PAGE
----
© William Collins Sons & Co. Ltd. 1979, 1986 © HarperCollins
Publishers 1998, 2000, 2003, 2005, 2006, 2007, 2009, 2012
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Word Origin and History for lister

list

n.

"catalogue consisting of names in a row or series," c.1600, from Middle English liste "border, edging, stripe" (late 13c.), from Old French liste "border, band, row, group," also "strip of paper," or from Old Italian lista "border, strip of paper, list," both from a Germanic source (cf. Old High German lista "strip, border, list," Old Norse lista "border, selvage," Old English liste "border"), from Proto-Germanic *liston, from PIE *leizd- "border, band." The sense of "enumeration" is from strips of paper used as a sort of catalogue.

"a narrow strip," Old English liste "border, hem, edge, strip," from Proto-Germanic *liston (cf. Old High German lista "strip, border, list," Old Norse lista "border, selvage,"German leiste), from PIE *leizd- "border, band" (see list (n.1)). The Germanic root also is the source of French liste, Italian lista. This was the source of archaic lists "place of combat," originally at the boundary of fields.

v.

"tilt, lean," especially of a ship, 1880, earlier (1620s) lust, of unknown origin, perhaps an unexplained spelling variant of Middle English lysten "to please, desire, wish, like" (see list (v.4)) with a sense development from the notion of "leaning" toward what one desires (cf. incline). Related: Listed; listing. The noun in this sense is from 1630s.

"hear, hearken," now poetic or obsolete, from Old English hlystan "hear, hearken," from hlyst "hearing," from Proto-Germanic *khlustiz, from PIE *kleu- "to hear" (see listen). Related: Listed; listing.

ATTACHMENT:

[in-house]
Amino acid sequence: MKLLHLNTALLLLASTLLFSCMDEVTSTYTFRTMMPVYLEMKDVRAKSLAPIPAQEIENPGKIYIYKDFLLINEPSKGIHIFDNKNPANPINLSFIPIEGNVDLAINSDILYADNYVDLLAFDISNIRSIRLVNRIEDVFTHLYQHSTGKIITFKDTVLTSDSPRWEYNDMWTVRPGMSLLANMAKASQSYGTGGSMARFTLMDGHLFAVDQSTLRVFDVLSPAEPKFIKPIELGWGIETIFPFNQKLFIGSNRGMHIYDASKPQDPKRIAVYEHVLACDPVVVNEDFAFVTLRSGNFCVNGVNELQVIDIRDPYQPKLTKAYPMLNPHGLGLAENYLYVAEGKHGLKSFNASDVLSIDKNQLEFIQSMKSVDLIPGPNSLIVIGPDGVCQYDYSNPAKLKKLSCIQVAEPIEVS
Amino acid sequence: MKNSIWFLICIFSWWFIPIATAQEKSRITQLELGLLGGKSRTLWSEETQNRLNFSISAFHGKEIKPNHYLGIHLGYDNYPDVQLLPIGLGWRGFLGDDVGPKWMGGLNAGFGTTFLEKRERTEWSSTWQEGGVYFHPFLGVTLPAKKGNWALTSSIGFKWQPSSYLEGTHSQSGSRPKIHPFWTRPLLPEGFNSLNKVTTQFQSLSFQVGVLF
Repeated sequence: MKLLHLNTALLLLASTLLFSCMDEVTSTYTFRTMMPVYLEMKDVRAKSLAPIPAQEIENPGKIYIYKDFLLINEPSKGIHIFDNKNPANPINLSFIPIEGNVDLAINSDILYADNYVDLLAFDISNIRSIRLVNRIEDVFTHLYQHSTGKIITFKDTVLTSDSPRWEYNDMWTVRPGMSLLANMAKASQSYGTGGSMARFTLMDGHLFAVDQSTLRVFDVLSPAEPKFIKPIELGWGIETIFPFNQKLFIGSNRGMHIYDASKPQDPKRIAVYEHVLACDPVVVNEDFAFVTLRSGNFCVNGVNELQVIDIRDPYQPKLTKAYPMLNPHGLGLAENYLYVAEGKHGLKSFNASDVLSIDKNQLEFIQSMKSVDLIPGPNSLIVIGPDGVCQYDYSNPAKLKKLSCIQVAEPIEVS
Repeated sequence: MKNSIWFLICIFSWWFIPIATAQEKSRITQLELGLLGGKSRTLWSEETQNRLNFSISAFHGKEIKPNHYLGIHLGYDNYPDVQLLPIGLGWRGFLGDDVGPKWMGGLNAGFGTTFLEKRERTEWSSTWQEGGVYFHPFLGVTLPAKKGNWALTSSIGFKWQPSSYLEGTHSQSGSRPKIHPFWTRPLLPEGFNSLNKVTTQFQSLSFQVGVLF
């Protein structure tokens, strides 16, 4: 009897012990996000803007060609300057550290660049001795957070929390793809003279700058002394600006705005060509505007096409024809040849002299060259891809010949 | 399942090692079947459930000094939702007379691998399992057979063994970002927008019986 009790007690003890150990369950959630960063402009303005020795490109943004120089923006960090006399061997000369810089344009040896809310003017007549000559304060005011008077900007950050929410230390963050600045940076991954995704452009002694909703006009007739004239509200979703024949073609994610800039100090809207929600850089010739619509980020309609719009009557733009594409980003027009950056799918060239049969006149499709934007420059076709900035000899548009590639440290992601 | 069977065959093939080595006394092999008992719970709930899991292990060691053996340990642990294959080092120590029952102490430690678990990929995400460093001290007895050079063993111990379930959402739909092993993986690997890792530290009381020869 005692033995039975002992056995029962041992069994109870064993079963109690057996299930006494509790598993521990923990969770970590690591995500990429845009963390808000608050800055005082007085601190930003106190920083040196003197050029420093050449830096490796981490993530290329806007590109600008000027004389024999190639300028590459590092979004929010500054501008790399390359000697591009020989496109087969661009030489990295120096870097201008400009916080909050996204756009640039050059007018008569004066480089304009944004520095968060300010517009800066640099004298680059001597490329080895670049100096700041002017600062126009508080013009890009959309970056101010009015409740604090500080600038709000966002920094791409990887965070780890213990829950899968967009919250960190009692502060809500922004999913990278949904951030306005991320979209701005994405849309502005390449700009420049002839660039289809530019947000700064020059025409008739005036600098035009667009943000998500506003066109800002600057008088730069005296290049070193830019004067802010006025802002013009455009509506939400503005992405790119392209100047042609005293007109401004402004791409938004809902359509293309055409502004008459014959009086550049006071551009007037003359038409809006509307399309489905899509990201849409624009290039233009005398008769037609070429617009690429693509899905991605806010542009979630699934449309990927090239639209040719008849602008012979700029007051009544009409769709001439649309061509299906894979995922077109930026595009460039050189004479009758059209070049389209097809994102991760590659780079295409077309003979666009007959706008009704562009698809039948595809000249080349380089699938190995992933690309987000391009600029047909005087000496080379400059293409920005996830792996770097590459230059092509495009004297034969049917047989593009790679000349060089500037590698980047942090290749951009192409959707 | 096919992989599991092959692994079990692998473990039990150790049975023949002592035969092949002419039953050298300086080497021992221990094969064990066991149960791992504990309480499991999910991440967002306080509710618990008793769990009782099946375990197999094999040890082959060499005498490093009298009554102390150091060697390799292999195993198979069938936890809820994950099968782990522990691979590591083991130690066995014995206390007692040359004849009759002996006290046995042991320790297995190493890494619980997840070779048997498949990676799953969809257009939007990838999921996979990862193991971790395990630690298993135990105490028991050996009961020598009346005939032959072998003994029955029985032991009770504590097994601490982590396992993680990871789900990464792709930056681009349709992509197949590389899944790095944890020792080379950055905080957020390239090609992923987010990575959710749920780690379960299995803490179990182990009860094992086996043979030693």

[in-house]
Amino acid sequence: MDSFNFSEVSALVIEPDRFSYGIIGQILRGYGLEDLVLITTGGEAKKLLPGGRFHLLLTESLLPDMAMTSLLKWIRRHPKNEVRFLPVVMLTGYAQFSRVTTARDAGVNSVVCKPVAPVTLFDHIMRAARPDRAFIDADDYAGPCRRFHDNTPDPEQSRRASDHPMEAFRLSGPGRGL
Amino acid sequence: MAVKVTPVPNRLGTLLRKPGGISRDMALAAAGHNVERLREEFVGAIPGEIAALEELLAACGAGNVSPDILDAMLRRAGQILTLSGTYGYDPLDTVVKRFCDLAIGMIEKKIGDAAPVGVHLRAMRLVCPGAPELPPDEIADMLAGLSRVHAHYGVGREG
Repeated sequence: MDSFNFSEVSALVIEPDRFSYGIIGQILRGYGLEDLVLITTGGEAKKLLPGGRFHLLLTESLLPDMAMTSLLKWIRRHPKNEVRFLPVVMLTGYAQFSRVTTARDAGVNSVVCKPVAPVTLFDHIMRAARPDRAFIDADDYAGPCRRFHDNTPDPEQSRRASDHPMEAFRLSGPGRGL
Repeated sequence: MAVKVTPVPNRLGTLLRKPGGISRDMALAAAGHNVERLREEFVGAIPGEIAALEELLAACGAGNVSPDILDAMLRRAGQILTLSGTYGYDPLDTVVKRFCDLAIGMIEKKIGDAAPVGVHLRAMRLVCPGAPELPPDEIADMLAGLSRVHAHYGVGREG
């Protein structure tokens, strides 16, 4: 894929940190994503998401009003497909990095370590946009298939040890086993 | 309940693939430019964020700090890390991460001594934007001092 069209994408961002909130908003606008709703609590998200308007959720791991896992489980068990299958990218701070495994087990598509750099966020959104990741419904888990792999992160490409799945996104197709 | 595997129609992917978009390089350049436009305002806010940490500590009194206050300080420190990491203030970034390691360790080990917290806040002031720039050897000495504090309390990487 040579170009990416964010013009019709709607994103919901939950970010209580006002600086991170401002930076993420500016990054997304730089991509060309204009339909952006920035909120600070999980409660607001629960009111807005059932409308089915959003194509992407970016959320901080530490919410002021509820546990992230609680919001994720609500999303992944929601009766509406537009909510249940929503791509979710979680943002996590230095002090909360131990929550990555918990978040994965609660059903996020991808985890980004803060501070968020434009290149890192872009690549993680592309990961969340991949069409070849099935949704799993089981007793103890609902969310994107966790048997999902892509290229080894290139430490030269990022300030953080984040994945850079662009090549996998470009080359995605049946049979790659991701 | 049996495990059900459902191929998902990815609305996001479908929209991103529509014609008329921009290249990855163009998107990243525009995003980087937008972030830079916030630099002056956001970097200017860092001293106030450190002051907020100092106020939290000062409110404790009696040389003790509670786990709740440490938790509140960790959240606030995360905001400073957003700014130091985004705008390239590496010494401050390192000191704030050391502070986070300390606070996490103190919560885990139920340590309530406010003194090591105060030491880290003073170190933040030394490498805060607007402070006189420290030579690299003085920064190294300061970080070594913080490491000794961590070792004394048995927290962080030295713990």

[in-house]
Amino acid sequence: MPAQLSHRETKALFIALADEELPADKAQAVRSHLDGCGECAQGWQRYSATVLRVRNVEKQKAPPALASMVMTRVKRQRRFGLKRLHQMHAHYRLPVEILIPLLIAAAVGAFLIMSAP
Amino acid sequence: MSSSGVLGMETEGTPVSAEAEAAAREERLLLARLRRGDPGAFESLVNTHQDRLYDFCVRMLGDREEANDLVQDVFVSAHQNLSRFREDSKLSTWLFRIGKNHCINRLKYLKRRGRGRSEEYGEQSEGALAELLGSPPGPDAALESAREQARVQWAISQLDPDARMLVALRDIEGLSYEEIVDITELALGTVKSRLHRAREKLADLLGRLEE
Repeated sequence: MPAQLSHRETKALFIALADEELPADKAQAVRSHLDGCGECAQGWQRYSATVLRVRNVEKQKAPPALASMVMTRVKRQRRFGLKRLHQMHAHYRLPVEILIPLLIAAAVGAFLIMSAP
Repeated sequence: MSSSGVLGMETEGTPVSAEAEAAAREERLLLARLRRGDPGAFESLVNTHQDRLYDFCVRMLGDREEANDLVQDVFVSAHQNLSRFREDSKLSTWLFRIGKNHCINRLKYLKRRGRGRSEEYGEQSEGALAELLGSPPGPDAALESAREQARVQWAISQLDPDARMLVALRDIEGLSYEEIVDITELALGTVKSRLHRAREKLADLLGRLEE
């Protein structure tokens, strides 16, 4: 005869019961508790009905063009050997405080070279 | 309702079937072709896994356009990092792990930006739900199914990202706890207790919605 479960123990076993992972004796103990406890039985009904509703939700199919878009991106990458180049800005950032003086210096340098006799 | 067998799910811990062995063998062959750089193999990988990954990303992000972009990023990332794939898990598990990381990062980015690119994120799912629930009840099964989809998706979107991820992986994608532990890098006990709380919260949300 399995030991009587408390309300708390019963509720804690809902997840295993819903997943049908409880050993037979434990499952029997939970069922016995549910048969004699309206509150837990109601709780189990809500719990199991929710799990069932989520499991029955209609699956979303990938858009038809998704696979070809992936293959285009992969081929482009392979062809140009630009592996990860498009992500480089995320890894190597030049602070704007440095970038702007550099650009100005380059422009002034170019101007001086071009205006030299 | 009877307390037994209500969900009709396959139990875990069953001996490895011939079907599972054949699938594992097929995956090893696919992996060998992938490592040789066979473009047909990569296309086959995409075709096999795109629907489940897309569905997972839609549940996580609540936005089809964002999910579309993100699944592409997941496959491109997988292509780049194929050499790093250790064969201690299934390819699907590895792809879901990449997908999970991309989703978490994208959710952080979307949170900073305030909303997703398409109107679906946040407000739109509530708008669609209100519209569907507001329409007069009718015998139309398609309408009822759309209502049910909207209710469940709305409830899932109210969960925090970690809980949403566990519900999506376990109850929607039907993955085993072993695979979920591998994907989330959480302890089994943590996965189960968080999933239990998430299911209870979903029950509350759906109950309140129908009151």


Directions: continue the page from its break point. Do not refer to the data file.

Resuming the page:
"to put down in a list; to make a list of," 1610s, from list (n.1). Meaning "to place real estate on the market" is from 1904. Attested from c.1300 as "put an edge around," from list (n.2). Related: Listed; listing.

"to be pleased, desire" (archaic), mid-12c., lusten, listen "to please, desire," from Old English lystan "to please, cause pleasure or desire, provoke longing," from Proto-Germanic *lustijan (cf. Old Saxon lustian, Dutch lusten "to like, fancy," Old High German lusten, German lüsten, Old Norse lysta); from the root of lust (n.). Related: Listed; listing. As a noun, c.1200, from the verb. Somehow English has lost listy (adj.) "pleasant, willing (to do something); ready, quick" (mid-15c.).

Online Etymology Dictionary, © 2010 Douglas Harper
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lister in Medicine

Lister Lis·ter (lĭs'tər), Joseph. First Baron Lister.

British surgeon who demonstrated in 1865 that carbolic acid was an effective antiseptic agent and introduced it to the surgical process.

The American Heritage® Stedman's Medical Dictionary
Copyright © 2002, 2001, 1995 by Houghton Mifflin Company. Published by Houghton Mifflin Company.
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lister in Science
Lister
  (lĭs'tər)   
British surgeon who, influenced by Pasteur's germ theory of disease, established in 1865 a system of antiseptic measures in hospitals to combat infections. His practices dramatically decreased the number by deaths caused by infection and were gradually adopted in hospitals throughout Europe.
The American Heritage® Science Dictionary
Copyright © 2002. Published by Houghton Mifflin. All rights reserved.
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Slang definitions & phrases for lister

list

Related Terms

hit list, shit list, sucker list, wish list


The Dictionary of American Slang, Fourth Edition by Barbara Ann Kipfer, PhD. and Robert L. Chapman, Ph.D.
Copyright (C) 2007 by HarperCollins Publishers.
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Idioms and Phrases with lister
The American Heritage® Idioms Dictionary
Copyright © 2002, 2001, 1995 by Houghton Mifflin Company. Published by Houghton Mifflin Company.